Galapagos to Marquesas – Day 6

POS: 6 56.3S 109 54.7W

After a relatively relaxed night with waves decreasing we were treated to a spectacular display from a large pod of dolphins just cruising on past, leaping at time metres from the front of the breaking waves and crashing gently into the back of the ones in front. The nightly delivery of dead (well dead by the morning) flying fish and squid continued with a mix of about 10 around the boat.

The lures went out mid morning (plastic ones), and shortly after lunch a Mahi was spinning line of the reel. Unfortunately a bit of clumsy handling timed perfectly with a big lurch over a wave, released him back to the ocean, but no such luck for his bigger sister a few hours later who is now filleted, partly eaten and the remaining 10 portions in the freezer! Lesley is a happy girl…

With a freezer now full of fish, the rods are away for a while since unless we think it will be eaten we don’t tend to haul them in just for the sake of it.

The rest of the day was spent doing some washing, cleaning salt off the boat and getting some rest which is getting easier since the boat is more stable and its easier to sleep. Boats ahead are reporting very rolly conditions so its important to catch up on sleep while we can.

Despite the wind easing, the daily run was still good, noon to noon was 205nm and 18:00 to 18:00 a little less at 203nm (maybe something to with stopping the boat twice in the afternoon to land fish!)

Wind increased for the evening a little but not enough to make the sea uncomfortable. The moon is getting bigger and setting later so coupled with much clearer skies the nights are much brighter.

This is being written a little later than normal and we have now been at sea for 7 days. We expect to be halfway on Monday night or more likely Tuesday morning, so we probably have another 10 or 11 days to go. The wind dropped further overnight so one of the reefs has come out of the mainsail and we have a full genoa. If it continues to drop we will be back to full sail later today. One of the spinnakers might have to come out to play soon, so even more reason to get soime good rest now.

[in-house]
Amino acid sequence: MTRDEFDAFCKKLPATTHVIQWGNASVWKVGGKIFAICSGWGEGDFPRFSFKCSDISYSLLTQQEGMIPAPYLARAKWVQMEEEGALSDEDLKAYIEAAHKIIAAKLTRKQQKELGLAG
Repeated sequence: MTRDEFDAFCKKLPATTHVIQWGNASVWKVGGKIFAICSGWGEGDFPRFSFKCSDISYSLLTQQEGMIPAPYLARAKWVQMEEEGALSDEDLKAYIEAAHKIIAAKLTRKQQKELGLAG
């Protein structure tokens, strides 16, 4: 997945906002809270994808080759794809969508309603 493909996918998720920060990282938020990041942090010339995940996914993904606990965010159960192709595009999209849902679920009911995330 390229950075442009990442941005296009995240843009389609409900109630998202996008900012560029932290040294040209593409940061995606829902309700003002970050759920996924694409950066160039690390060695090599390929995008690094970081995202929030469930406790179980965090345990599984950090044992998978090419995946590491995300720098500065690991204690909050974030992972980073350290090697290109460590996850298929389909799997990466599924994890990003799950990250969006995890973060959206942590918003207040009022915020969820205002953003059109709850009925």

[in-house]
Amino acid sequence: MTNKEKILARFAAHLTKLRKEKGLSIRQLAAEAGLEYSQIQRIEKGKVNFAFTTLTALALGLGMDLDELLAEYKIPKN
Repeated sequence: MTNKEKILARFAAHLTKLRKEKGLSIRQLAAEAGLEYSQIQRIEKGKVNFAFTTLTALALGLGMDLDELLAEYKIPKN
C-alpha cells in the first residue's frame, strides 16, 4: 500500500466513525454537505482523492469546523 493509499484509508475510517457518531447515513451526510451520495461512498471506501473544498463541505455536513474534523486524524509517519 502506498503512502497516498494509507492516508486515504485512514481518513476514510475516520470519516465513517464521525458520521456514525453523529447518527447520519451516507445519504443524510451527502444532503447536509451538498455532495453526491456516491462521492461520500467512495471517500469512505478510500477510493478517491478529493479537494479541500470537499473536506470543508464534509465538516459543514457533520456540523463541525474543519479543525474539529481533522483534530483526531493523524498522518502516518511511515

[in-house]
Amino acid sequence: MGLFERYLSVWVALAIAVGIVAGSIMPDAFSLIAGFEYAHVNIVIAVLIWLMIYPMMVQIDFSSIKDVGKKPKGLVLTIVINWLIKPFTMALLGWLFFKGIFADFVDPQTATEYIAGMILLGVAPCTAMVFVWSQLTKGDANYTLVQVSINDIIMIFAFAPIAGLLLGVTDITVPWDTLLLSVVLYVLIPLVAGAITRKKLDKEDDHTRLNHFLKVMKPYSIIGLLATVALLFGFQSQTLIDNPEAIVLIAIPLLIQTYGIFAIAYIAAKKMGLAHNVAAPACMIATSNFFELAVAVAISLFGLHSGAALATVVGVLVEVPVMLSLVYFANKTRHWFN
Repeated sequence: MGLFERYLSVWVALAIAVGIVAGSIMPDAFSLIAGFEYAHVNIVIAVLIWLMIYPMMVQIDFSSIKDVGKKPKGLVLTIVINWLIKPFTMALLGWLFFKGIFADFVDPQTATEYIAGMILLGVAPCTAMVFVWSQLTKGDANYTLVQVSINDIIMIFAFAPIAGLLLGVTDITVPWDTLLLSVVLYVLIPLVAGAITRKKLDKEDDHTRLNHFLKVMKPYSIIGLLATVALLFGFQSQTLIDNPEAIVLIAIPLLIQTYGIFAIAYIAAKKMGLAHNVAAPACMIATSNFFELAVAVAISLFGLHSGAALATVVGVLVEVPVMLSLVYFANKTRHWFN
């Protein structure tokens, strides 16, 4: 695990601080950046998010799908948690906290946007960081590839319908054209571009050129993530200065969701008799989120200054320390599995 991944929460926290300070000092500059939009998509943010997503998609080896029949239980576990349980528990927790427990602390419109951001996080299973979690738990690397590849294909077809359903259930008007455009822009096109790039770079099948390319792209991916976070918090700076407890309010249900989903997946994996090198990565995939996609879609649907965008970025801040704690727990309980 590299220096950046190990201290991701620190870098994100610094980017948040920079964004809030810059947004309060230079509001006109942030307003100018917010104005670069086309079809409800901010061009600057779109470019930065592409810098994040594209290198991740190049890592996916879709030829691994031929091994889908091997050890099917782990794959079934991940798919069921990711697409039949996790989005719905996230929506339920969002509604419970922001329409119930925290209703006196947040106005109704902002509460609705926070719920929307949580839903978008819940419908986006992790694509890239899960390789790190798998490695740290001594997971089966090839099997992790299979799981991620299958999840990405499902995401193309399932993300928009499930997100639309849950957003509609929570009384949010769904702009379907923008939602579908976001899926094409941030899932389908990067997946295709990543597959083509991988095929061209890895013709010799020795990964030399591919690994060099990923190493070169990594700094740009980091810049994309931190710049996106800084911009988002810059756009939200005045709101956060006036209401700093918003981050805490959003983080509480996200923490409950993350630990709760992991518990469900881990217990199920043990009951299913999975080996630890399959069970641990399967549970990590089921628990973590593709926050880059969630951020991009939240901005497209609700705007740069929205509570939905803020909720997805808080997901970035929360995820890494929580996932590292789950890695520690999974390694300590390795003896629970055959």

All is well on board.
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Galapagos to Marquesas – Day 5

POS: 6 27.9S 106 94.7W

How long is a day? Obvious really – 24 hours. But only obvious because we learnt it at school and we have accurate time pieces that keep track of time to within thousandths of a second a year.

Anyone who has taken a long haul flight from East to West or West to East will have experienced the shift in time between where they boarded and where they landed. Get on a plane in London in the morning, get off in New York 7 hours later and its still morning, although your body clock tells you otherwise. Has time reall stood still? No of course not its just different time zones, ensuring that day and night in different parts of ye world all occur during the hours of light and darkness.

Travelling just a little South of West, we see this effect every day. For every degree we sail west, the sun rises and sets 4 minutes later every day! To compensate for this we can change our clocks to effectively move ourselves into a different time zone whenever we want.

But what about the ancient mariners who relied on the sun for defining their time and for navigation?

Local ‘noon’ or the point at which the sun is at its highest is frequently used as a time for navigating with a sextant, and many things on a ship are based around sunrise and sunset, all of which as we have said above differ by 4 minutes a day for every degree we travel East or West. Sunrise and sunset are also effected by latitude and time of year which must have made it very difficult for those ancient mariners to have a consistent ‘day’.

One thing is for certain, I would have wanted to be sailing East not West, because based on the above the days would always have been shorter so less time between meals!